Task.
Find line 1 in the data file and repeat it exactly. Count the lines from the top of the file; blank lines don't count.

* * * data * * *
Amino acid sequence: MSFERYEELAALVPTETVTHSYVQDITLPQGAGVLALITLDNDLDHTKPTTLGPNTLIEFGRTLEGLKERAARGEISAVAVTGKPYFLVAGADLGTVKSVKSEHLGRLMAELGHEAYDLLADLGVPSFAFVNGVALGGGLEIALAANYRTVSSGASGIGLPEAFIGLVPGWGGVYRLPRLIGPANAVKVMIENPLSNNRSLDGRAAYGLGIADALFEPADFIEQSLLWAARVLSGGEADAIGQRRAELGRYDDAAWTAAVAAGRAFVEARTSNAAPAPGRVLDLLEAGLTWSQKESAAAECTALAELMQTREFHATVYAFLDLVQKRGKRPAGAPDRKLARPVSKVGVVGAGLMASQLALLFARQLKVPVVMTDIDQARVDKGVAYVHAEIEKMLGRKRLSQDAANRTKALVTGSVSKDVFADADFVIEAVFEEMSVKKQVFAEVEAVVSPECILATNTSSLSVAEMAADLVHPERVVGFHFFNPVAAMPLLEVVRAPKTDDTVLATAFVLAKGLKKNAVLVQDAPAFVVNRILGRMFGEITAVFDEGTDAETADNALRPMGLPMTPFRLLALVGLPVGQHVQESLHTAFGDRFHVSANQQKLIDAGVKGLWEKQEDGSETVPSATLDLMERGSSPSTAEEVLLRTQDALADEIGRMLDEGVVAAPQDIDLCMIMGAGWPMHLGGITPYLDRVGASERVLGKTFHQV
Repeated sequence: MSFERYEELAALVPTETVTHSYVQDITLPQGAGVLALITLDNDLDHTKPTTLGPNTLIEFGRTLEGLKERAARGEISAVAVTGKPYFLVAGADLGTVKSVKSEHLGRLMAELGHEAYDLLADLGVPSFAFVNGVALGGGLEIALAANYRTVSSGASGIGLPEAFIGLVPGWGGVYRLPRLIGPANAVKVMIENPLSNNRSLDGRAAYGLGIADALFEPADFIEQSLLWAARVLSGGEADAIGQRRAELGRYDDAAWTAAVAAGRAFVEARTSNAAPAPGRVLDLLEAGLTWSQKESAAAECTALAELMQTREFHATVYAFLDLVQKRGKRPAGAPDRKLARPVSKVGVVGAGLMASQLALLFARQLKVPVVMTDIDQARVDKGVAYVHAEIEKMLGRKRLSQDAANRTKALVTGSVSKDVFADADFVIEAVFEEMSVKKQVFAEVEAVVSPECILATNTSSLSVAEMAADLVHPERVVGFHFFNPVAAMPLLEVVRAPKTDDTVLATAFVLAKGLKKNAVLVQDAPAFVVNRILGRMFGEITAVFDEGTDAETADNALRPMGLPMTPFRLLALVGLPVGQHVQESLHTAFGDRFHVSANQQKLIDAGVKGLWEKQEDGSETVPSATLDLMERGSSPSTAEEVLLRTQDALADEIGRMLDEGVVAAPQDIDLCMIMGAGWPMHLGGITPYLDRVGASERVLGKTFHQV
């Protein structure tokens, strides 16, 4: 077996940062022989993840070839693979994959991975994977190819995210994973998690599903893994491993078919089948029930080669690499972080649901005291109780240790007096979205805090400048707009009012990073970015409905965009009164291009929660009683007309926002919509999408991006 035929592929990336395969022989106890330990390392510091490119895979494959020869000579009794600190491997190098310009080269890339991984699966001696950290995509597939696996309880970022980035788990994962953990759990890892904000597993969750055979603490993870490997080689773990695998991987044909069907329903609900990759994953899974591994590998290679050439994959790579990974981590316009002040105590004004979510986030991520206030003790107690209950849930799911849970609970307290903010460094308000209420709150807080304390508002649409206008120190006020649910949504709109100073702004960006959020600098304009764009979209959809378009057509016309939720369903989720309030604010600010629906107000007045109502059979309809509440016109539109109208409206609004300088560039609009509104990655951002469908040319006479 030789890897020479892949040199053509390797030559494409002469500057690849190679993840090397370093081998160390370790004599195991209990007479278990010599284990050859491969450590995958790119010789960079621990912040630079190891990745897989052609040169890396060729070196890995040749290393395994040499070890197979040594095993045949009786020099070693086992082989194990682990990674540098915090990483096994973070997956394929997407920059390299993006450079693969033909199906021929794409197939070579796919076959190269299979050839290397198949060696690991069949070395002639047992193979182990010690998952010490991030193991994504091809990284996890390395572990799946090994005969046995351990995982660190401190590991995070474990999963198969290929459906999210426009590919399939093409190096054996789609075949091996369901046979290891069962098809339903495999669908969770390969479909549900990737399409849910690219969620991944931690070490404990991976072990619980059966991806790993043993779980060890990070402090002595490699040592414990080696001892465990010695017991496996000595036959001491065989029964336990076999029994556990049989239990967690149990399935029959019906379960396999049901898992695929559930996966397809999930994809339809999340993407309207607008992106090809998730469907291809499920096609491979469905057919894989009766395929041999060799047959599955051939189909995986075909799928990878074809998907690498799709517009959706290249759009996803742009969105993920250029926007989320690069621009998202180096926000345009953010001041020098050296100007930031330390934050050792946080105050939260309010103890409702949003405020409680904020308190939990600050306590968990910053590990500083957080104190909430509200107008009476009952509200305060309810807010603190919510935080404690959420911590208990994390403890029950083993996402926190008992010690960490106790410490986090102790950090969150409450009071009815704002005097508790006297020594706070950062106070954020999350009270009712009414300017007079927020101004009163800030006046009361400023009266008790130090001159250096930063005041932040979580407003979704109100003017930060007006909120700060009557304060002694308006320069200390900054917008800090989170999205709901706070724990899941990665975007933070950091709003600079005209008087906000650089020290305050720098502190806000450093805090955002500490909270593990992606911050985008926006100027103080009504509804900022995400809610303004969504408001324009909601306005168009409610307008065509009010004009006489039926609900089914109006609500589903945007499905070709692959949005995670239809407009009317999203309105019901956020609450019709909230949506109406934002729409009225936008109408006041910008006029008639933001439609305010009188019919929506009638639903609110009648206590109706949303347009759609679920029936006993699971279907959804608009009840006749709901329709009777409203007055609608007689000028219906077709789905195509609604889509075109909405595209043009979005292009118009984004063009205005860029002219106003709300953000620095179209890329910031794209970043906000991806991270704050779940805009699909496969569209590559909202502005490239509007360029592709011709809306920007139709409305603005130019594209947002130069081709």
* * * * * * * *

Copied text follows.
Amino acid sequence: MSFERYEELAALVPTETVTHSYVQDITLPQGAGVLALITLDNDLDHTKPTTLGPNTLIEFGRTLEGLKERAARGEISAVAVTGKPYFLVAGADLGTVKSVKSEHLGRLMAELGHEAYDLLADLGVPSFAFVNGVALGGGLEIALAANYRTVSSGASGIGLPEAFIGLVPGWGGVYRLPRLIGPANAVKVMIENPLSNNRSLDGRAAYGLGIADALFEPADFIEQSLLWAARVLSGGEADAIGQRRAELGRYDDAAWTAAVAAGRAFVEARTSNAAPAPGRVLDLLEAGLTWSQKESAAAECTALAELMQTREFHATVYAFLDLVQKRGKRPAGAPDRKLARPVSKVGVVGAGLMASQLALLFARQLKVPVVMTDIDQARVDKGVAYVHAEIEKMLGRKRLSQDAANRTKALVTGSVSKDVFADADFVIEAVFEEMSVKKQVFAEVEAVVSPECILATNTSSLSVAEMAADLVHPERVVGFHFFNPVAAMPLLEVVRAPKTDDTVLATAFVLAKGLKKNAVLVQDAPAFVVNRILGRMFGEITAVFDEGTDAETADNALRPMGLPMTPFRLLALVGLPVGQHVQESLHTAFGDRFHVSANQQKLIDAGVKGLWEKQEDGSETVPSATLDLMERGSSPSTAEEVLLRTQDALADEIGRMLDEGVVAAPQDIDLCMIMGAGWPMHLGGITPYLDRVGASERVLGKTFHQV